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Wages v. Stuart Management Corp.

United States District Court, D. Minnesota

May 8, 2014

Ena Wages, Plaintiff,
Stuart Management Corporation, d/b/a StuartCo, Defendant

Page 986

For Ena J. Wages, Plaintiff: Jill R Gaulding, Lisa C Stratton, LEAD ATTORNEYS, Christy L Hall, Gender Justice, St. Paul, MN.

For Stuart Management Corporation, doing business as StuartCo, Defendant: James R Behrenbrinker, LEAD ATTORNEY, Behrenbrinker Law Firm, Mpls, MN.


Page 987


Paul A. Magnuson, United States District Judge.

This matter is before the Court on the parties' cross-Motions for Summary Judgment. For the reasons that follow, Plaintiff's Motion for Partial Summary Judgment is granted and Defendant's Motion for Summary Judgment is granted in part and denied in part.


Defendant Stuart Management Corp. is a property management company that manages more than thirty large apartment complexes and has more than 350 employees. Plaintiff Ena Wages began working for Defendant on November 17, 2008, as a caretaker at one of Defendant's apartment complexes. Wages worked 30 hours per week. (Wages Dep. (Docket No. 47) at 101.) Wages was a good employee with an unblemished record.

In the summer of 2009, Wages was pregnant with her third child, who was due in February. Wages's doctor deemed her pregnancy to be high risk because of a previous ectopic pregnancy. In June or July, Wages called and left a message for Defendant's HR Director Deb Stachowski to inquire about post-birth benefits and leave. (Wages Dep. (Docket No. 48) at 218.) Wages called again about a week later and left another message specifically stating that she wanted information about FMLA leave and other forms of leave. (Id. at 219.) According to Wages, Stachowski never returned her calls. Stachowski does not recall receiving any messages from Wages. (Stachowski Dep. (Docket No. 68) at 307.)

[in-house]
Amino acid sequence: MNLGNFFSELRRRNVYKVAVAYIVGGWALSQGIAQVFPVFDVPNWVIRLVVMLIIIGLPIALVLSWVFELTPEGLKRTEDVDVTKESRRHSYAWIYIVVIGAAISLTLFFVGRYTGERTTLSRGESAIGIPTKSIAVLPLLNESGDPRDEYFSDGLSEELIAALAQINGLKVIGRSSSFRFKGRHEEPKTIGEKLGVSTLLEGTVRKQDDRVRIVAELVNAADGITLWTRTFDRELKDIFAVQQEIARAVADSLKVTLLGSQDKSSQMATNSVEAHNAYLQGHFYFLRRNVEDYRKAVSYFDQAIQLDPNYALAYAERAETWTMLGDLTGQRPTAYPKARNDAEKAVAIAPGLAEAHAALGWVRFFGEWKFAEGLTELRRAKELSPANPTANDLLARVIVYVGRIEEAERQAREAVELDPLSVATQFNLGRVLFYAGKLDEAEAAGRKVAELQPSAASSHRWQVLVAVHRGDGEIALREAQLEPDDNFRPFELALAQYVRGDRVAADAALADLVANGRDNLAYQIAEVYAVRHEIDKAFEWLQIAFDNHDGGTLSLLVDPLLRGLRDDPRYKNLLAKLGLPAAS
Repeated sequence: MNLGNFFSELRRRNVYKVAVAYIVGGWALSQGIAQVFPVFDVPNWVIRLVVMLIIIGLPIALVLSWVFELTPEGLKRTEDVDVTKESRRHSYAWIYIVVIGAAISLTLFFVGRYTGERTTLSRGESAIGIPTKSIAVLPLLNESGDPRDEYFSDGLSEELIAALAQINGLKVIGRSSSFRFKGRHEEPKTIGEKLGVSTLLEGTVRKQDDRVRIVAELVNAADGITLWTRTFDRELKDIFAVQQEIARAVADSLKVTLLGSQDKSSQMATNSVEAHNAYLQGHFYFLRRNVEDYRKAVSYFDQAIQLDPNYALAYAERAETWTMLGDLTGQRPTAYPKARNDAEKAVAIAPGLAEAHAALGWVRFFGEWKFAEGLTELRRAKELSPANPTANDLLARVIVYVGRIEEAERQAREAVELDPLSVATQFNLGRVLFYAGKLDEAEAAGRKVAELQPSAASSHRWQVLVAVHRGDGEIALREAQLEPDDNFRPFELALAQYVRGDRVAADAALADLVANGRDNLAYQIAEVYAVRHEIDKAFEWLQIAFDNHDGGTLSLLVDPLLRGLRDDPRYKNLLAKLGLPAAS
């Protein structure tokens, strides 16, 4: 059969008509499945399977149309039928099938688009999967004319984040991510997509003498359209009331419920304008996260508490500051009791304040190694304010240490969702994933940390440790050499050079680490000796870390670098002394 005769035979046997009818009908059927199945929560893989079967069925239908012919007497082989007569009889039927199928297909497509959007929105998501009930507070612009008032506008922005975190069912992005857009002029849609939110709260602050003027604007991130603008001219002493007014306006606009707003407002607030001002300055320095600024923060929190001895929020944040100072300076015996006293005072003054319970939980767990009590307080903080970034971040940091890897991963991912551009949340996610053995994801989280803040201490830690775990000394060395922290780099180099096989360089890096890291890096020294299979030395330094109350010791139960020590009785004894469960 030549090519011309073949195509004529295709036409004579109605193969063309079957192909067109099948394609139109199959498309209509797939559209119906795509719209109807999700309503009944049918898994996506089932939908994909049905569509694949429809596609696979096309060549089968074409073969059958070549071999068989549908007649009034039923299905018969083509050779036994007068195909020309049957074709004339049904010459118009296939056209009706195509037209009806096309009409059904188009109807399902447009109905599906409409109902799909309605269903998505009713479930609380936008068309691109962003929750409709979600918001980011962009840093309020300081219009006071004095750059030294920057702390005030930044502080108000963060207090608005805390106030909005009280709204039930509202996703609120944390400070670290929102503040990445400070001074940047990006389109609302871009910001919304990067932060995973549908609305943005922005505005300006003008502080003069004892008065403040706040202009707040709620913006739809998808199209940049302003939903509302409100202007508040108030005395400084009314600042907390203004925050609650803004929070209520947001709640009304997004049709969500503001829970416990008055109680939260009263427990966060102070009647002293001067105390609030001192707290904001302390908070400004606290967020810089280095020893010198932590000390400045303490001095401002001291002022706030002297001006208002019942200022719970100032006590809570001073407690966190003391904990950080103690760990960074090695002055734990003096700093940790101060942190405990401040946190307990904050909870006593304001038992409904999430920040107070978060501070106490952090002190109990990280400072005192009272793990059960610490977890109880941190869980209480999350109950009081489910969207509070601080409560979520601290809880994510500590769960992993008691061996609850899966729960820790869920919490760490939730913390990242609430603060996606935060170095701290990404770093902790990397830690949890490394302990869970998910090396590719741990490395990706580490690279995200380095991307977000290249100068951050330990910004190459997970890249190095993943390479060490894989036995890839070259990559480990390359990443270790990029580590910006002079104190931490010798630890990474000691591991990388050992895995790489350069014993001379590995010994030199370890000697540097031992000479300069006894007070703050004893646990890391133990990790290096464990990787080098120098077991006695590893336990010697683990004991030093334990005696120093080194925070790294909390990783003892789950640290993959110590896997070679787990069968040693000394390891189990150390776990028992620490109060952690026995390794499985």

In October 2009, Wages experienced abdominal pain and cramping. Her doctor, James Shold, determined that she should not vacuum or mop and wrote a note to that effect, which Wages gave to Defendant. (Gaulding Decl. (Docket No. 67) Ex. H.) Stachowski contacted Wages's doctor to verify that there were no other restrictions in place. (Behrenbrinker Aff. (Docket No. 46-2) Ex. J.) Defendant accommodated Wages's restrictions without incident and redistributed the vacuuming and mopping duties to other employees.

In early November, Dr. Shold wrote another note stating that Wages could perform all duties except snow removal. (Gaulding Decl. Ex. M.) Stachowski contacted the doctor's office to see if the previous restrictions were also still in place. (Id.; Stachowski Dep. at 298-99.) An assistant in the doctor's office told her

Page 988

that Wages could not vacuum, mop, or shovel snow. (Stachowski Dep. at 298-99.) Dr. Shold told Wages, however, that she could resume vacuuming and mopping, and Wages represents that she did so. (Wages Dep. at 102-05; Wages Decl. (Docket No. 83) ¶ ¶ 22-23.)

Then, the week ending November 13, Wages experienced more abdominal pain and cramping and missed work on Monday, Tuesday, and Thursday. (Gaulding Decl. Exs. N, O.) Dr. Shold concluded that she should work no more than 20 hours per week and gave her a note to that effect to give to Defendant. (Id. Ex. P.) The parties agree that the restriction was effective immediately. Wages worked 4.25 hours on November 13.[1] (Id. Ex. O.) That same day, Wages gave the note to her supervisor, Robin Fulton, who emailed it to Stachowski. (Behrenbrinker Aff. (Docket No. 80) Ex A.)

Fulton, Stachowski, and Dave Beddoe, a StuartCo manager, had one or more conversations on November 13 during the course of which they decided to terminate Wages's employment. Fulton testified that although Defendant was " getting by" despite the other restrictions [2] the time restriction was untenable. (Fulton Dep. (Docket No. 67) at 300.) There is no evidence that Defendant planned to terminate Wages's employment based on the earlier restrictions alone.

Wages was not scheduled to work on Saturday or Sunday, but she reported for work on Monday, November 16. Soon after she arrived, Fulton and Stachowski called her to a meeting and fired her effective immediately. Defendant gave Wages a letter stating that it was " unable to accommodate the work restrictions provided by your physician." (Gaulding Decl. Ex. R.)

Wages filed this suit alleging pregnancy discrimination under Title VII and the Minnesota Human Rights Act, retaliation under the Minnesota Parenting Leave Act, and interference and retaliation under the Family Medical Leave Act. Wages moves for partial summary judgment on her FMLA ...

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